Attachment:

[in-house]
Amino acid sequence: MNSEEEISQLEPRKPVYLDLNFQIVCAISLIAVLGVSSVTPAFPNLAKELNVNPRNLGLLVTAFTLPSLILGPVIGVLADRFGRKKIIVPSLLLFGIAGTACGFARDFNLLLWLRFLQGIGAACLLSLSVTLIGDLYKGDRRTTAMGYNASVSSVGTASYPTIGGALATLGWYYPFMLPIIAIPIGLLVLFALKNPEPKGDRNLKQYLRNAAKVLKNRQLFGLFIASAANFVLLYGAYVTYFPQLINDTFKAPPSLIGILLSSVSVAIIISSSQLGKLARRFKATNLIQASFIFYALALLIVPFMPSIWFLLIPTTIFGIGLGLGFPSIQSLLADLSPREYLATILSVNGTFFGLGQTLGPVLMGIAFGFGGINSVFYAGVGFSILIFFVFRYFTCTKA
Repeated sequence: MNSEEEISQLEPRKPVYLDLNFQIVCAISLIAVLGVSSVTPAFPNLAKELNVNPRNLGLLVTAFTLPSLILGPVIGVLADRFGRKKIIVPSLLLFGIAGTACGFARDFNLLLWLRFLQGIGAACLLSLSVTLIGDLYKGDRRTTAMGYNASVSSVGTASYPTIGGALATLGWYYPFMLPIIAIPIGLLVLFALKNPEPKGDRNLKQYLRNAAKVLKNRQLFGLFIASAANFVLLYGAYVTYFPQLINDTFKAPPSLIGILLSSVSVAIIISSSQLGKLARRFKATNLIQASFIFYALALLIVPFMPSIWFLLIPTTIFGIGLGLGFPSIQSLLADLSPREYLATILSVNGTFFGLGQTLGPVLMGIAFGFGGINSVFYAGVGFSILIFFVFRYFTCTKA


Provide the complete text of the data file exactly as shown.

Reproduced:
[in-house]
Amino acid sequence: MNSEEEISQLEPRKPVYLDLNFQIVCAISLIAVLGVSSVTPAFPNLAKELNVNPRNLGLLVTAFTLPSLILGPVIGVLADRFGRKKIIVPSLLLFGIAGTACGFARDFNLLLWLRFLQGIGAACLLSLSVTLIGDLYKGDRRTTAMGYNASVSSVGTASYPTIGGALATLGWYYPFMLPIIAIPIGLLVLFALKNPEPKGDRNLKQYLRNAAKVLKNRQLFGLFIASAANFVLLYGAYVTYFPQLINDTFKAPPSLIGILLSSVSVAIIISSSQLGKLARRFKATNLIQASFIFYALALLIVPFMPSIWFLLIPTTIFGIGLGLGFPSIQSLLADLSPREYLATILSVNGTFFGLGQTLGPVLMGIAFGFGGINSVFYAGVGFSILIFFVFRYFTCTKA
Repeated sequence: MNSEEEISQLEPRKPVYLDLNFQIVCAISLIAVLGVSSVTPAFPNLAKELNVNPRNLGLLVTAFTLPSLILGPVIGVLADRFGRKKIIVPSLLLFGIAGTACGFARDFNLLLWLRFLQGIGAACLLSLSVTLIGDLYKGDRRTTAMGYNASVSSVGTASYPTIGGALATLGWYYPFMLPIIAIPIGLLVLFALKNPEPKGDRNLKQYLRNAAKVLKNRQLFGLFIASAANFVLLYGAYVTYFPQLINDTFKAPPSLIGILLSSVSVAIIISSSQLGKLARRFKATNLIQASFIFYALALLIVPFMPSIWFLLIPTTIFGIGLGLGFPSIQSLLADLSPREYLATILSVNGTFFGLGQTLGPVLMGIAFGFGGINSVFYAGVGFSILIFFVFRYFTCTKA